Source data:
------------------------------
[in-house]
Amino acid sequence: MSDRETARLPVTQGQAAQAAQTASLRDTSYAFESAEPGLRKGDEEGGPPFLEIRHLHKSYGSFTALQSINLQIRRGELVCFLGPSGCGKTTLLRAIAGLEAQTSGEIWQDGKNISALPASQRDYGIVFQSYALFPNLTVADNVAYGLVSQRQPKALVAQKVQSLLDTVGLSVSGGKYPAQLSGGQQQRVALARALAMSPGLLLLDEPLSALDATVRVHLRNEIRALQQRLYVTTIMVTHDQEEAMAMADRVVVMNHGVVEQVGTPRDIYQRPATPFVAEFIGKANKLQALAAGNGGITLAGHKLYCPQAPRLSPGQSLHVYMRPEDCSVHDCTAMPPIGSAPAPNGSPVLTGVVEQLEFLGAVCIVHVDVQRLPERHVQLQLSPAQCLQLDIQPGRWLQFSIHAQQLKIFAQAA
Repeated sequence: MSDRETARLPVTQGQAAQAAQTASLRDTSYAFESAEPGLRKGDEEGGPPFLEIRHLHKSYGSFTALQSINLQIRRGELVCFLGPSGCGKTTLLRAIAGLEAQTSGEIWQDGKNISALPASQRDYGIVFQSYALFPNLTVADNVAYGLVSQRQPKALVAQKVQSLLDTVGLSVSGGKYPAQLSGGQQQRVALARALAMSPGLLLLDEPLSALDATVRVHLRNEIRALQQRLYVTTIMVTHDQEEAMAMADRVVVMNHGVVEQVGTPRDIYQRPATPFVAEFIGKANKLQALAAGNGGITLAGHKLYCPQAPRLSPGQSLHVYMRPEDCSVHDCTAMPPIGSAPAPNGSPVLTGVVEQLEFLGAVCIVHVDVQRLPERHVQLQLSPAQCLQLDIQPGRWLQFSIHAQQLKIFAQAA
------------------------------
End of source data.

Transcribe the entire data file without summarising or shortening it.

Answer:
[in-house]
Amino acid sequence: MSDRETARLPVTQGQAAQAAQTASLRDTSYAFESAEPGLRKGDEEGGPPFLEIRHLHKSYGSFTALQSINLQIRRGELVCFLGPSGCGKTTLLRAIAGLEAQTSGEIWQDGKNISALPASQRDYGIVFQSYALFPNLTVADNVAYGLVSQRQPKALVAQKVQSLLDTVGLSVSGGKYPAQLSGGQQQRVALARALAMSPGLLLLDEPLSALDATVRVHLRNEIRALQQRLYVTTIMVTHDQEEAMAMADRVVVMNHGVVEQVGTPRDIYQRPATPFVAEFIGKANKLQALAAGNGGITLAGHKLYCPQAPRLSPGQSLHVYMRPEDCSVHDCTAMPPIGSAPAPNGSPVLTGVVEQLEFLGAVCIVHVDVQRLPERHVQLQLSPAQCLQLDIQPGRWLQFSIHAQQLKIFAQAA
Repeated sequence: MSDRETARLPVTQGQAAQAAQTASLRDTSYAFESAEPGLRKGDEEGGPPFLEIRHLHKSYGSFTALQSINLQIRRGELVCFLGPSGCGKTTLLRAIAGLEAQTSGEIWQDGKNISALPASQRDYGIVFQSYALFPNLTVADNVAYGLVSQRQPKALVAQKVQSLLDTVGLSVSGGKYPAQLSGGQQQRVALARALAMSPGLLLLDEPLSALDATVRVHLRNEIRALQQRLYVTTIMVTHDQEEAMAMADRVVVMNHGVVEQVGTPRDIYQRPATPFVAEFIGKANKLQALAAGNGGITLAGHKLYCPQAPRLSPGQSLHVYMRPEDCSVHDCTAMPPIGSAPAPNGSPVLTGVVEQLEFLGAVCIVHVDVQRLPERHVQLQLSPAQCLQLDIQPGRWLQFSIHAQQLKIFAQAA